The aircraft’s advanced sensor fusion creates a single integrated picture of the battlefield that greatly enhances awareness, survivability and lethality.
At Mach 1.6, the F-35 is known for its supersonic speed and long range, with a full complement of fuel and internal weapons. The fighter’s advanced EW capabilities can locate and track enemy forces, jam radars and disrupt attacks. However, there has been some talk about displeasure with the engine, resulting in Lockheed Martin’s decision to improve the F-35 Lightning II’s performance through an upgraded engine. Evaluations are being carried out for the same.
The F-35 cockpit is truly a modern fifth generation fighter cockpit, providing the pilot with data, location, enemy position, through advanced situational awareness. The real-time data is a major leap forward from earlier fighters. The earlier generation fighter pilots, romanticised by characters like Maverick and Ice Man in the movie “Top Gun”, largely focused on evading the enemy during a dogfight, but the current crop of fighter pilots have a full picture in front, in order to decide to make the kill through their access to a usable data link.
Comparison with Other Fighters in the Same Class
The only fifth generation aircraft flying in the world today are the American F-35, F-22, Chinese J-20 and the Russian Su-57.
Meant only for the US Air Force, the F-22 RAPTOR is considered the stealthiest fighter jet in the world, boasting a smaller cross radar section compared to the F-35. The RAPTOR is considered superior to F-35 in dogfighting, the Chinese fifth generation twin-engine J-20 is often compared to the F-22 and F-35 by military analysts in terms of its stealth profile and design.
However, former Indian Air Force (IAF) Chief, B.S. Dhanoa had mentioned in a press conference that the Sukhoi-30MKI radars were capable of detecting a J-20 from several kilometres away, thereby rubbishing any comparison.
The Russian Su-57, which was formally unveiled at the biennial airshow MAKS-2021, has been flying combat sorties in Syria. The Su-57 is believed to be faster than F-35 with a maximum speed of 1,616 mph compared to F-35’s 1,199 mph. The Su-57 also has more than double the range which is 3,107 miles versus the F-35’s 1,379 miles.
As per American laws, the F-22 cannot be sold to any other country, while potential customers for the Chinese fifth generation stealth J-20 are Pakistan, and countries in the Middle East, Latin America, Southeast Asia and Africa. As per reports, Russia has been eyeing Turkey, Algeria, India, Vietnam and China as probable customers for its stealth fifth generation fighter. While former IAF Chief RKS Bhadauria has said that India will focus on its indigenous platform – the Advanced Medium Combat Aircraft (AMCA) and will not import Su-57 or any other fifth generation fighter. Turkey’s interest in the Russian jet is understandable after its ouster from the F-35 programme.
Still on the drawing board are conceptual projects like the Future Combat Air System (FCAS), the BAE Systems’ TEMPEST, and India’s indigenous fifth generation AMCA.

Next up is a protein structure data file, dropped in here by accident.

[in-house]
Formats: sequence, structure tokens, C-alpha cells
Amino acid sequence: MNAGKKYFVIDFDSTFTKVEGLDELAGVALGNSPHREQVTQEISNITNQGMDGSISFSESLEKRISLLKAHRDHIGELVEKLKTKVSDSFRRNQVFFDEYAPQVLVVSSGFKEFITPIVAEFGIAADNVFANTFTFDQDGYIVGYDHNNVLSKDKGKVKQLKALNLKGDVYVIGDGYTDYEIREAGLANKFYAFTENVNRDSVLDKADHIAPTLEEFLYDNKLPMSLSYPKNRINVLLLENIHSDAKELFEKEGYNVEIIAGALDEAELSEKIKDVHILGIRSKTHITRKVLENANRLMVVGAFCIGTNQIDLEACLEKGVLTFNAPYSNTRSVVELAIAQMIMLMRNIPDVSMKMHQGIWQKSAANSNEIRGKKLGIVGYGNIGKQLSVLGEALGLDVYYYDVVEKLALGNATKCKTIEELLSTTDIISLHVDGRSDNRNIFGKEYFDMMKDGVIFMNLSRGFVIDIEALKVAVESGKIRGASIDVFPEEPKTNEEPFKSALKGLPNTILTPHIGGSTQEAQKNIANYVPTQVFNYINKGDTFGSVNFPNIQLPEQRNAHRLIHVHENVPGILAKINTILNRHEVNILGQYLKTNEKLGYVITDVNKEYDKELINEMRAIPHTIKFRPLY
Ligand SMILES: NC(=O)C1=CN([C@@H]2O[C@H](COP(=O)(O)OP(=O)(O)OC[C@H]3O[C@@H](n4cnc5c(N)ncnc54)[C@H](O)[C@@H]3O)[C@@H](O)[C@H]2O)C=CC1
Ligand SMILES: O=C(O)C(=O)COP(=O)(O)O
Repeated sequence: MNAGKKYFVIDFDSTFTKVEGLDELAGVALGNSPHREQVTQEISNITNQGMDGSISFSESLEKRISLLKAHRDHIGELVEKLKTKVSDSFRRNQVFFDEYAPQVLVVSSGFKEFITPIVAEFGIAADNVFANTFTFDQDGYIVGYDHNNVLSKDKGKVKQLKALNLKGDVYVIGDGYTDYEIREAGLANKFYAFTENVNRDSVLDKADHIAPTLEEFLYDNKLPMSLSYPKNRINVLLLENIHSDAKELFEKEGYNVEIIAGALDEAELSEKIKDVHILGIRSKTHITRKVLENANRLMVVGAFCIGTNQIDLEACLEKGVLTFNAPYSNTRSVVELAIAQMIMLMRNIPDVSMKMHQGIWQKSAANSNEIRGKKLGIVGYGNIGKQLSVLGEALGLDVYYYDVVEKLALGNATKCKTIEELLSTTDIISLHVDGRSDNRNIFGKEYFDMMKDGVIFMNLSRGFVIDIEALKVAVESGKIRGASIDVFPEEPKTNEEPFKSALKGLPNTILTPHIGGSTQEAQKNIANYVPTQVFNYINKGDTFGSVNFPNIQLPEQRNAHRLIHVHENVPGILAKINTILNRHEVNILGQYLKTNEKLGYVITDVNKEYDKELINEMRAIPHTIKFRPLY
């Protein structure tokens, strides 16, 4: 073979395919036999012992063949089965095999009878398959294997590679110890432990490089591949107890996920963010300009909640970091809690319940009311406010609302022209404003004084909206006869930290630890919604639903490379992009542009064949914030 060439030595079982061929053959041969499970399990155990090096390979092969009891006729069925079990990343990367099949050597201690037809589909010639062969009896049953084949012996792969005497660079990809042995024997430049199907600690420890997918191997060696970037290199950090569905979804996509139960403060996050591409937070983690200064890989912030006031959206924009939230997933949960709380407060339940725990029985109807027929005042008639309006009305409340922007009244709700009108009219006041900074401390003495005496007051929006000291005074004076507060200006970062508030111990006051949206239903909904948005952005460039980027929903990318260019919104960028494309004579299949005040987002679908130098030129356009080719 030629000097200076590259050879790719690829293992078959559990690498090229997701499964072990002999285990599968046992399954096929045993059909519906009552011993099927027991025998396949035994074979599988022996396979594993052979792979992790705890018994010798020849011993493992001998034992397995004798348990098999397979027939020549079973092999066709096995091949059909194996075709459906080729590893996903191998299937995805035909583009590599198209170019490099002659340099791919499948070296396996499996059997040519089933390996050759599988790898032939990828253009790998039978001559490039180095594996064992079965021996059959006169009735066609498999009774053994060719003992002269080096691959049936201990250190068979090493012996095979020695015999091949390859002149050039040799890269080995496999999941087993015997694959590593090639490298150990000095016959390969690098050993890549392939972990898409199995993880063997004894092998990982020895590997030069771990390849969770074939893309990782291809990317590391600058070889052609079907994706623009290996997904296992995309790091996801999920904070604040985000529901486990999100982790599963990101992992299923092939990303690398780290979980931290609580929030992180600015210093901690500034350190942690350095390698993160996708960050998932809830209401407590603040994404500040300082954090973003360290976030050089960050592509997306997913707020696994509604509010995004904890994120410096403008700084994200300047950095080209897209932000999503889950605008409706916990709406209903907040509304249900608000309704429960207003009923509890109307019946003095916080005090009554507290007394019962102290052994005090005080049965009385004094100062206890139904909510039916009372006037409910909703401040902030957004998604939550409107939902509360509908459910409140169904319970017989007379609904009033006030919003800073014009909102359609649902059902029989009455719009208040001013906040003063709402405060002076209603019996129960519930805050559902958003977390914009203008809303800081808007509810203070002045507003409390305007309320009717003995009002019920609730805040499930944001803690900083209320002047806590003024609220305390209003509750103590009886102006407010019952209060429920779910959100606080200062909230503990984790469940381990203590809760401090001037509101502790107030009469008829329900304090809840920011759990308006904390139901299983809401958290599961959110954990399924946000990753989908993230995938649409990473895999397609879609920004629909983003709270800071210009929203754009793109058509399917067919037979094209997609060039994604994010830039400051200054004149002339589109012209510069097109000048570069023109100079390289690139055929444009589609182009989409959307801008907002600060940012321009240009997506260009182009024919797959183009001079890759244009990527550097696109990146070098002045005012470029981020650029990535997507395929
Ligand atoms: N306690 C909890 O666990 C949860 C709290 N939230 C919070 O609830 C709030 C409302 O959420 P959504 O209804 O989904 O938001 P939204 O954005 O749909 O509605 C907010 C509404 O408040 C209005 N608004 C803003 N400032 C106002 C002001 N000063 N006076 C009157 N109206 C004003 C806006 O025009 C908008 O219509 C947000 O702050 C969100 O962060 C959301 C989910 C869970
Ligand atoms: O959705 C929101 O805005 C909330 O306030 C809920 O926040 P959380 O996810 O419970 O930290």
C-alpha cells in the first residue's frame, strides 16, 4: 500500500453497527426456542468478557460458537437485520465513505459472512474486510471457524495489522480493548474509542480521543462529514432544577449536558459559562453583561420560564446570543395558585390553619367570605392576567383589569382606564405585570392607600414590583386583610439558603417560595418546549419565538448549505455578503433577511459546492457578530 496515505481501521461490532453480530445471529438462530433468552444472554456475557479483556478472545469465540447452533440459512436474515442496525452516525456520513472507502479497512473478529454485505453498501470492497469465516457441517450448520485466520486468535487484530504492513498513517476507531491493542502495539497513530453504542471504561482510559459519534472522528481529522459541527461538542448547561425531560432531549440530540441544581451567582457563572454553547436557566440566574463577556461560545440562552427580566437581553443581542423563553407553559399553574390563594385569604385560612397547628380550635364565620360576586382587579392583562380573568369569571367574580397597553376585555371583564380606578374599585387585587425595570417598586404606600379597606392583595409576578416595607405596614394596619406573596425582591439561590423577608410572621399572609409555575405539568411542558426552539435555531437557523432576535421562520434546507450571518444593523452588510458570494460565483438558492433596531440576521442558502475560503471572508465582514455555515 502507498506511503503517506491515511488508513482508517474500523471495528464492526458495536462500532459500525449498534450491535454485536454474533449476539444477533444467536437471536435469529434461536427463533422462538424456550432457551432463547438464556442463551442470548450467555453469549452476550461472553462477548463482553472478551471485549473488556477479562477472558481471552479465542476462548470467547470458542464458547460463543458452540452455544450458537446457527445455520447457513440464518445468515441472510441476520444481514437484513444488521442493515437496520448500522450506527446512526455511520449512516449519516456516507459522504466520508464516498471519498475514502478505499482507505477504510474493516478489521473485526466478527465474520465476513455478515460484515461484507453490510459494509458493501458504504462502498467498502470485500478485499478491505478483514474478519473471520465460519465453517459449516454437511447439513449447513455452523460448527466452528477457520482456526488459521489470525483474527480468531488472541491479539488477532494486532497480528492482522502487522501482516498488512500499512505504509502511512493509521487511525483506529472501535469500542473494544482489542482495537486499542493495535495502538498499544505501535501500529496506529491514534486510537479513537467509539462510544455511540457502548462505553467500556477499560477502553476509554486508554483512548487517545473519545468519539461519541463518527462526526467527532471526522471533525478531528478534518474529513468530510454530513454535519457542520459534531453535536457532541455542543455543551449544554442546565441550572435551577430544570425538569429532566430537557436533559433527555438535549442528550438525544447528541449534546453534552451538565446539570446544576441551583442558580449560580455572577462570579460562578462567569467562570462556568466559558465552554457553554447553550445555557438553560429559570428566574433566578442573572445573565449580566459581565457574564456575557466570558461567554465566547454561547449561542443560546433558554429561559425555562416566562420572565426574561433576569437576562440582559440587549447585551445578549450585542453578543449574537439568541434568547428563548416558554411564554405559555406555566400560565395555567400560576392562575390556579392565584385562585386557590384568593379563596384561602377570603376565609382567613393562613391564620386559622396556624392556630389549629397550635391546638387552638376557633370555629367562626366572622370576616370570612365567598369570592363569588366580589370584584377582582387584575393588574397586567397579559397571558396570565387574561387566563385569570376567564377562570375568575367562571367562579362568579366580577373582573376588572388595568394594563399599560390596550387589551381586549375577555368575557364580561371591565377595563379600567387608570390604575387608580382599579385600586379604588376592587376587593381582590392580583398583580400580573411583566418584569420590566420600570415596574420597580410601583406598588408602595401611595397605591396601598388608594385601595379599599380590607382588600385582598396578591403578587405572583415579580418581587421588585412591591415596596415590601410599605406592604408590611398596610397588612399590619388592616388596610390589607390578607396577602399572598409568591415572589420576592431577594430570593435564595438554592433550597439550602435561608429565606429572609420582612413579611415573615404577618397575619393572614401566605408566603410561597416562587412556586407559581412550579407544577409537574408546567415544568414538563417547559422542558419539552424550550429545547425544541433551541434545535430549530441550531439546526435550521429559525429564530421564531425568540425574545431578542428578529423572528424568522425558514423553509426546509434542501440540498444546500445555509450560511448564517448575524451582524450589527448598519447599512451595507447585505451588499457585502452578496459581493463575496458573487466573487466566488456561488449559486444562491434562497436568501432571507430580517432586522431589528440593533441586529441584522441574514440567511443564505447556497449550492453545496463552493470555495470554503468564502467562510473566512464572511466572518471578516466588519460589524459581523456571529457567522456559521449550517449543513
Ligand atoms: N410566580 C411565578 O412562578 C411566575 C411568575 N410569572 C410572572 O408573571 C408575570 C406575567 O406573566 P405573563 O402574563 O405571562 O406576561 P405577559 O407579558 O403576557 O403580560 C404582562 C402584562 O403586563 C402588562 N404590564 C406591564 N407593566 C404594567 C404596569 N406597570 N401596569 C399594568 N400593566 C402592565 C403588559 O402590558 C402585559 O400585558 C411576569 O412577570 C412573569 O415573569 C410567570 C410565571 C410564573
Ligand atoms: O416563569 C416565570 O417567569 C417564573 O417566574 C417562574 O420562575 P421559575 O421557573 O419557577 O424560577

FCAS is a European combat system of systems under development with France in the lead, partnered by the UK, Germany, Italy, Sweden and Spain, with leading manufacturers being Dassault Aviation, Airbus, Thales Group, MBDA and Safran.
The UK-led BAE Systems TEMPEST, supposedly a sixth generation fighter jet under development is also under the FCAS European consortium. TEMPEST, expected to be operational by 2035, is primarily a BAE Systems project with the UK Ministry of Defence, Rolls-Royce, Leonardo, MBDA and Saab pitching in.
Though the metal-cutting for the first prototype of India’s AMCA has taken place, its maiden flight is only scheduled for 2024-25, with series production slated for 2030.
IAF’s Air Marshal (retd) B Suresh, himself a former fighter pilot, says, “The F-35 and F-22 are fusion platforms that can be optimally employed in a networked environment. In my assessment, the J-20, does not quite match up to these two. The stealth characteristics of J-20 too are also a little overplayed. The AMCA will be a fusion ready five plus generation platform that should turn out better than its competitors. The TEMPEST and FCAS are sixth gen concepts. They can be manned or unmanned and can be used in combo as a MUMT. The concept of employment will be different. That is the future of air combat.”
F-35 in Combat
Israel was the first country to get the first air-to-air kill when it shot down two Iranian drones using the F-35 in March 2021. An Italian Air Force F-35 intercepted a Russian transport plane in the Baltic Sea while on a NATO policing duty in Estonia in early May 2021.
Lockheed Martin eyes Europe as a crucial market. The F-35 order book saw an increase in 2020 from 120 to 142 in 2021, as per reports, with an even greater increase in numbers expected in 2022.
Despite a more than two-year long global pandemic, Lockheed Martin, along with its team, has seen that its vision of replacing a Cold War tactical fighter with a modern, networked, stealthy warfighting machine, largely among US allies and American armed services, could well become a reality.
According to a Lockheed press statement, the F-35 is on track. It is a mature programme, whose efficiencies are increasing and 93 per cent of the JSF’s parts have far exceeded performance expectations. Lockheed Martin has delivered over 790 aircraft, and trained more than 1,655 pilots and 12,080 maintenance personnel worldwide. The F-35 fleet has already surpassed more than 517,000 cumulative flight hours.